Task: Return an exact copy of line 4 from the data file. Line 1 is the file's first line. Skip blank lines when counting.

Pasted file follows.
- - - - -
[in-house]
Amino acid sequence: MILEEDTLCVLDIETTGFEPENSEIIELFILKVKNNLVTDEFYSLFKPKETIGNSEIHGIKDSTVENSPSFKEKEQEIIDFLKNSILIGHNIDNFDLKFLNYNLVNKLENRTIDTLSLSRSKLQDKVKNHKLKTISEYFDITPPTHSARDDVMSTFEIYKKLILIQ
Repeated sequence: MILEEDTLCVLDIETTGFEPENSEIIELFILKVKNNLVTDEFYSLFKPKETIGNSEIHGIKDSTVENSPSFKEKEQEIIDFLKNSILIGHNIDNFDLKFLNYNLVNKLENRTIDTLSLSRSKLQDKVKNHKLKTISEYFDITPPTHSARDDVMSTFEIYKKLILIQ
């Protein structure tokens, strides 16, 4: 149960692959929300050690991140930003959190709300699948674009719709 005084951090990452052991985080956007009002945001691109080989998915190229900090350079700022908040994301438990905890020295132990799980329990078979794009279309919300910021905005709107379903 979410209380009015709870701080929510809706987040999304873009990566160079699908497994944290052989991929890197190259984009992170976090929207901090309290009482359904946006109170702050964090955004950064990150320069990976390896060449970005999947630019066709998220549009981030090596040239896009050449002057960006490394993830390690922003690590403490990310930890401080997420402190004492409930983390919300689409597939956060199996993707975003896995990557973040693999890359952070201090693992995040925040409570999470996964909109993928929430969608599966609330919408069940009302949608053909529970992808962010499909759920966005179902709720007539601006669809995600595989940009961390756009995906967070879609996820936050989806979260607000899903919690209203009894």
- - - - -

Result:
């Protein structure tokens, strides 16, 4: 149960692959929300050690991140930003959190709300699948674009719709 005084951090990452052991985080956007009002945001691109080989998915190229900090350079700022908040994301438990905890020295132990799980329990078979794009279309919300910021905005709107379903 979410209380009015709870701080929510809706987040999304873009990566160079699908497994944290052989991929890197190259984009992170976090929207901090309290009482359904946006109170702050964090955004950064990150320069990976390896060449970005999947630019066709998220549009981030090596040239896009050449002057960006490394993830390690922003690590403490990310930890401080997420402190004492409930983390919300689409597939956060199996993707975003896995990557973040693999890359952070201090693992995040925040409570999470996964909109993928929430969608599966609330919408069940009302949608053909529970992808962010499909759920966005179902709720007539601006669809995600595989940009961390756009995906967070879609996820936050989806979260607000899903919690209203009894």